Prepaid vs. secured credit cards
One can help you rebuild a damaged credit score. The other generally can't.
This post comes from partner blog The Dough Roller.
At least once a week a reader emails me to ask whether they can improve their credit with a prepaid card. Although the answer is a bit more complicated than this, I tell them no. If you are rebuilding your credit, the best type of card to use is a secured credit card.
And that usually leads to a follow-up question: What is the difference between a prepaid card and a secured credit card?
Rather than answer that question one reader at a time, here's everything you need to know about these types of cards.
Prepaid vs. secured
While these two types of cards are very similar, there are some significant differences. A prepaid card works very much like a bank debit card. Once you deposit money on the prepaid card (via direct deposit, bank transfer, or cash) you can use the card anywhere that accepts debit MasterCard or Visa. It can be used to shop online, over the phone, or at virtually all retailers.
Once you've spent the money you initially deposited, you must add more funds to continue using the card. For this reason, these cards are often referred to as reloadable prepaid cards (in contrast to, say, gift cards). Post continues after video.
Important: Because you are spending your own money that you've added to the card, prepaid cards generally cannot help you improve your credit score. (Estimate your credit score for free.)
Secured cards, on the other hand, work like traditional credit cards. You can use the card just like any other credit card up to your credit limit. Each month you'll receive a statement with your charges and the amount of your minimum payment. Make your payments on time, and your credit should improve. In contrast, late payments will hurt your credit score.
But there is one hitch.
Secured credit cards require you to make a cash deposit (typically $200 to $5,000) with the card issuer before you can use the card. Furthermore, your credit limit is generally equal to the amount of your deposit. The bank then holds your deposit as security in the event you fail to pay your credit card bill.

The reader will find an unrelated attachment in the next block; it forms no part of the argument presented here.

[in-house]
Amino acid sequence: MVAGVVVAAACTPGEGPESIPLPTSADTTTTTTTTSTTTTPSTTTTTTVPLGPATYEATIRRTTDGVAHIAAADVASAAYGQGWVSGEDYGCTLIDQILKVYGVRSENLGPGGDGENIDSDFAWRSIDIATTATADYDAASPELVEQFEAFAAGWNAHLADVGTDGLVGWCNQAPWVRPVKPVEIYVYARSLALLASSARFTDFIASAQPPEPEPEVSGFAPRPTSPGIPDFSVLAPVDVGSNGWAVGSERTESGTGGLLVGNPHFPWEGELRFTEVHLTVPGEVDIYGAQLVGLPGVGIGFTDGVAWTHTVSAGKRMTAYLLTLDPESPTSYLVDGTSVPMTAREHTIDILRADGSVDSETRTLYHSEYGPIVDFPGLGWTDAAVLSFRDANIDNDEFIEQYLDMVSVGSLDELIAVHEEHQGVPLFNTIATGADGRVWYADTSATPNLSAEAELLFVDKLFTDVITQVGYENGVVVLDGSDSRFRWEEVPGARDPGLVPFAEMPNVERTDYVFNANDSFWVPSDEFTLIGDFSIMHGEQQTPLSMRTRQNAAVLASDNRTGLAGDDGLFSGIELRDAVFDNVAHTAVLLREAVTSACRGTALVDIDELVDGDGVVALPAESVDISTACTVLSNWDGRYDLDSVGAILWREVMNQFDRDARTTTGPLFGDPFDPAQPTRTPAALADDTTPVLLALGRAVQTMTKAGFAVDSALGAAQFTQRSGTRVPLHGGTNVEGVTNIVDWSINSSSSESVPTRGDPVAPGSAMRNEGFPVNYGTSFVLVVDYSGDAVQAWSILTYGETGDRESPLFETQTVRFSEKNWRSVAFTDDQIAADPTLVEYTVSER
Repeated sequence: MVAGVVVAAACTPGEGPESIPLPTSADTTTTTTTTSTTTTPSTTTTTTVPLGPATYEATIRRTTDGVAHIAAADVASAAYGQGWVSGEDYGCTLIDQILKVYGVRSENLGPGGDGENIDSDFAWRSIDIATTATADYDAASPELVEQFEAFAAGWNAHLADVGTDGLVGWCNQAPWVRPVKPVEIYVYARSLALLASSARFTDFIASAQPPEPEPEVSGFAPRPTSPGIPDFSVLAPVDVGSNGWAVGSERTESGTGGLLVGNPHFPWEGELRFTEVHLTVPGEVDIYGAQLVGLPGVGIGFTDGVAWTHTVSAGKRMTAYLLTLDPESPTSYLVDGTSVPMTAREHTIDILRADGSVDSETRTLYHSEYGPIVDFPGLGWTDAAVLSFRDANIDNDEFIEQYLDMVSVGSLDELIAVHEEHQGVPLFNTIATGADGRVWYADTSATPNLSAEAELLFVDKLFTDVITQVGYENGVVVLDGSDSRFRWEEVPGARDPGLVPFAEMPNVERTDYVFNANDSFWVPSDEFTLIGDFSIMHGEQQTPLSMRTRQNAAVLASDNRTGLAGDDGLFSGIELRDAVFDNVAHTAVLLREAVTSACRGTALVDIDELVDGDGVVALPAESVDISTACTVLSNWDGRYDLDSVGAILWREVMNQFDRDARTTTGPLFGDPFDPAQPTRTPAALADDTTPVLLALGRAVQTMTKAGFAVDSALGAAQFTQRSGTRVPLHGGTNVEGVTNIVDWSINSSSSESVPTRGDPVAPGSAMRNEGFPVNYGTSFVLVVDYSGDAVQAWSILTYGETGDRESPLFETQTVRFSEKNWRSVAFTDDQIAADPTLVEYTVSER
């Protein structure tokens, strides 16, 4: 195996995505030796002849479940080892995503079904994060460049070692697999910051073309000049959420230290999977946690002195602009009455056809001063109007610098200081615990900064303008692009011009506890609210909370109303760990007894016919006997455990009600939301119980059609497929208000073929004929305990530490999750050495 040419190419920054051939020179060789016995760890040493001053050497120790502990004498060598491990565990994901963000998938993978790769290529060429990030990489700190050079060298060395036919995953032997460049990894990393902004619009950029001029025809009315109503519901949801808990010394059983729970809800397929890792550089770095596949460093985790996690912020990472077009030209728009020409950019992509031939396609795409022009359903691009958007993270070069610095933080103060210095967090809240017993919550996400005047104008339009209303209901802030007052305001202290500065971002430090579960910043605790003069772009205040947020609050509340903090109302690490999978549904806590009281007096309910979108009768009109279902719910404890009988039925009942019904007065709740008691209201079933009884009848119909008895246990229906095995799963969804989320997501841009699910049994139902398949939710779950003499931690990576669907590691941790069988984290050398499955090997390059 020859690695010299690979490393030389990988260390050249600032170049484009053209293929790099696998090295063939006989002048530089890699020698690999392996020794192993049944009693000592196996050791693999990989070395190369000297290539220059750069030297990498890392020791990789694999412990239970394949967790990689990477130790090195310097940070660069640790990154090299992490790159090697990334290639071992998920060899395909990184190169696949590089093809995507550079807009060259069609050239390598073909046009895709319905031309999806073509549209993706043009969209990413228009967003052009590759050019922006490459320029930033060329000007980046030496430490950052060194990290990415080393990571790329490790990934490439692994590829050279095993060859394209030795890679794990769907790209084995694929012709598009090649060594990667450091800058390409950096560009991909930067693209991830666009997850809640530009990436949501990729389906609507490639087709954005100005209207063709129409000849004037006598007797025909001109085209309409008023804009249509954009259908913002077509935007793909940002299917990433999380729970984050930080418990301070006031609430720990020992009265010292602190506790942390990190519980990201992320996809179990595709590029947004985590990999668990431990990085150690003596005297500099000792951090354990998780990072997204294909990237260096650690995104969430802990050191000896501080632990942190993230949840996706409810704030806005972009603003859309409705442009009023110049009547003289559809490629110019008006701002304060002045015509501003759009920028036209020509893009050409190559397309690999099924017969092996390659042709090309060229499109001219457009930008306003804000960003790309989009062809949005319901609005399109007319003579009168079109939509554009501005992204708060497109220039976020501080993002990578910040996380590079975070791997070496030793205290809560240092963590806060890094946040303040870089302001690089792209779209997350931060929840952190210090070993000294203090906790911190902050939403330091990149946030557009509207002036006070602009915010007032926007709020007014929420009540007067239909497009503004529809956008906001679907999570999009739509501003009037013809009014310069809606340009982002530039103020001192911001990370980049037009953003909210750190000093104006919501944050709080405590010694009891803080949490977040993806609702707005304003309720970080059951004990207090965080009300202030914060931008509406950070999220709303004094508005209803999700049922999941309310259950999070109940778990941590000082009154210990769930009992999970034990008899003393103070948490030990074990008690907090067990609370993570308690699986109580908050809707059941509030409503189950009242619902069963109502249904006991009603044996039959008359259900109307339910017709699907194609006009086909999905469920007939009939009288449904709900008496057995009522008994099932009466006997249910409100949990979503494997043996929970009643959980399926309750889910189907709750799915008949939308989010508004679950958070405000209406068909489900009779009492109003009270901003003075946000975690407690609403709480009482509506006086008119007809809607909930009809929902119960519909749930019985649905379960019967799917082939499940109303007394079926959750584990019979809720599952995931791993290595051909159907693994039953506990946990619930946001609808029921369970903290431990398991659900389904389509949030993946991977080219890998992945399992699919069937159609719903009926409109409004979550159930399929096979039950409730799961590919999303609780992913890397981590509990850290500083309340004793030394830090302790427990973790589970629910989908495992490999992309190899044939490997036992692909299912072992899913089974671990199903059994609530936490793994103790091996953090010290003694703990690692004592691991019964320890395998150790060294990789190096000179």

Because of this security deposit, folks with bad credit can generally qualify for a secured credit card, even if they could not get a traditional card. And that's why these types of cards are perfect for those looking to rebuild their credit after a bankruptcy or foreclosure.
Which one is right for you?
Here are some tips on picking the right card for you:
- Building credit. There's no question that if you want to improve your credit, a secured card is the better choice. There are some prepaid cards that can help build your credit, but they can't help improve your FICO score, which is the credit score that most lenders use to evaluate your credit.
- Banking alternative. If you are looking to use a card in place of a bank account, the prepaid card is the better choice. You can pay bills online with most prepaid cards and even write checks. In fact, with the increase in banking fees, the prepaid card market is growing as people abandon banks.
- Check-cashing store alternative. To avoid the expense and risk of using check- cashing stores, many turn to prepaid cards. The cards allow you to use direct deposit of a paycheck or government benefits check. You get access to your money faster and without the fees of a check-cashing store. Secured cards do not offer this option.
Beware of fees
Both secured and prepaid cards can come with hefty fees. Just a few years ago it was almost impossible to find one of these cards without fees so large it felt like somebody punched you in the gut. Today, however, there are low-fee and even free options.
The best prepaid cards do not charge a per-transaction fee. These cards also enable you to avoid a monthly fee if you use direct deposit and load a certain amount of money on the card each month (typically $500 or more).
With the secured cards, the key is to avoid those with a monthly fee. You'll find a few free options and a few good choices that charge a reasonable annual fee (usually less than $30). But there is no sense paying a monthly fee for a credit card.
More on The Dough Roller and MSN Money:
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